By Shane Stokes, with additional reporting by Gregor Brown
Alexandre Vinokourov has long had the reputation as a scrappy, determined and driven competitor and the Astana team leader underlined that on Monday when he soloed to victory in Loudenvielle-Le Louron. Monday saw 'Vino' bounce back to a emphatic stage win just one day after the disappointment of a disastrous stage 14, where he lost nearly 29 minutes.
The Kazakh was in the action from the drop of the flag and infiltrated a strong break which pulled over eight minutes clear of yellow jersey Michael Rasmussen and the other overall contenders.
Vinokourov used the break as a platform to launch his attacked on the final climb of the day, the Col du Peyresourde, where he shed breakaway companions such as Haimar Zubeldia (Euskaltel – Euskadi), Juan Jose Cobo (Saunier Duval – Prodir) and Kim Kirchen (T-Mobile) and hitting the summit well clear.
A fast descent took him down into the finish, where he hit the line 51 seconds ahead of Kirchen and Zubeldia. Cobo was a further seven seconds back, while maillot jaune Michael Rasmussen (Rabobank) and the Dane's closest challenger Alberto Contador (Discovery Channel) came in 6'27" down.
"I was very motivated to show I have good condition and I also wanted to motivate my team," he said after the stage. "I was here to win in Paris but the first week was very unlucky for me [due to his bad crash – ed.]. I made a lot of effort to recover and then I changed my plans. But it is life and I don't have any regrets."
Vinokourov's strong time trial gave him an outside chance of taking yellow but his body didn't co-operate with his ambitions on Sunday. He was asked about that experience. "Yesterday was a very bad day," he said. "I was dropped quite soon and then in my head something went. So I decided to be quiet, knowing my Tour was over. Then in the last climb I crashed because of a fan who touched Ivanov, when I was behind him. I avoided crashing on my bad knee, though."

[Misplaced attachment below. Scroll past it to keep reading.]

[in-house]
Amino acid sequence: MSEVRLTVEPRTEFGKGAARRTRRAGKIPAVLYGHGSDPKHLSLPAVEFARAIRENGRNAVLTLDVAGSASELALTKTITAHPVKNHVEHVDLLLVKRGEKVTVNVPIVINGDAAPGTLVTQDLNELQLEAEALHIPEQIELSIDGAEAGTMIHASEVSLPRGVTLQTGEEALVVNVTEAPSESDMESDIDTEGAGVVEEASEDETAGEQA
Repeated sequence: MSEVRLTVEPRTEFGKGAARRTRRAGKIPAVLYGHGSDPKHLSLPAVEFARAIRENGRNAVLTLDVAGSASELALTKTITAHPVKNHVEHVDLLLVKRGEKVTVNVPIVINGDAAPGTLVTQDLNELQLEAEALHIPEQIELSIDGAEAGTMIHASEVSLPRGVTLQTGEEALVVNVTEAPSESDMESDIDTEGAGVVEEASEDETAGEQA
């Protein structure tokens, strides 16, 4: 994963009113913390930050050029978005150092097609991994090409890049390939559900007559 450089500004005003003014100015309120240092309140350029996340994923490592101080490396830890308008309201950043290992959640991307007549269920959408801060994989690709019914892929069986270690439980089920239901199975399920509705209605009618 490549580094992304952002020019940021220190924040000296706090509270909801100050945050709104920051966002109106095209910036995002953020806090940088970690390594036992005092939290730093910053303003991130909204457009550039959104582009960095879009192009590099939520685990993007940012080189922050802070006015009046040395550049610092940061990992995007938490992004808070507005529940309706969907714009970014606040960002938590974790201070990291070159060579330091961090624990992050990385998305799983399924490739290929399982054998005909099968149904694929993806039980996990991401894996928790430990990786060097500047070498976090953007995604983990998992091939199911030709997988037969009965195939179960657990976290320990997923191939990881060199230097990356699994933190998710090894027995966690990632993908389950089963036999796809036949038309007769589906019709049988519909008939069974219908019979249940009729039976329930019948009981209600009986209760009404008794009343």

He felt much stronger on stage 15 and was determined to chase a stage win. "When the break started with 20 riders I knew it was a lot," he said. "I knew the final climbs from the past. Then, when there were riders clear ahead on the Col de Port de Balès, I was calm because I knew it was possible to catch them. I believed that if I was alone on the Peyresourde that I could win. I know the last kilometres from there. I think I won with courage and panache today."
Team-mate Andreas Klöden finished 17th on the stage, coming in with most of the other GC contenders at 6'17". He is now fifth overall, 5'34 behind Rasmussen's yellow jersey, and 1'34" off the third podium place which is currently being held by Cadel Evans.
Vinokourov was asked what tactics the team will follow on Wednesday as regards boosting the German's chances. "It is too soon to give out the tactics," he stated. "I will talk with him tonight and tomorrow. I will try to help him to take him on the podium.
"I know the Col d'Aubisque is very hard and difficult, especially after the rest day, but it will be our main target to get him on the podium in Paris."
Klöden has also been injured in this race, and had the disappointment of riding below his aspirations. However Vinokourov's two stage wins and determined spirit can serve as an encouragement for him, showing that it is possible to fight back despite misfortune.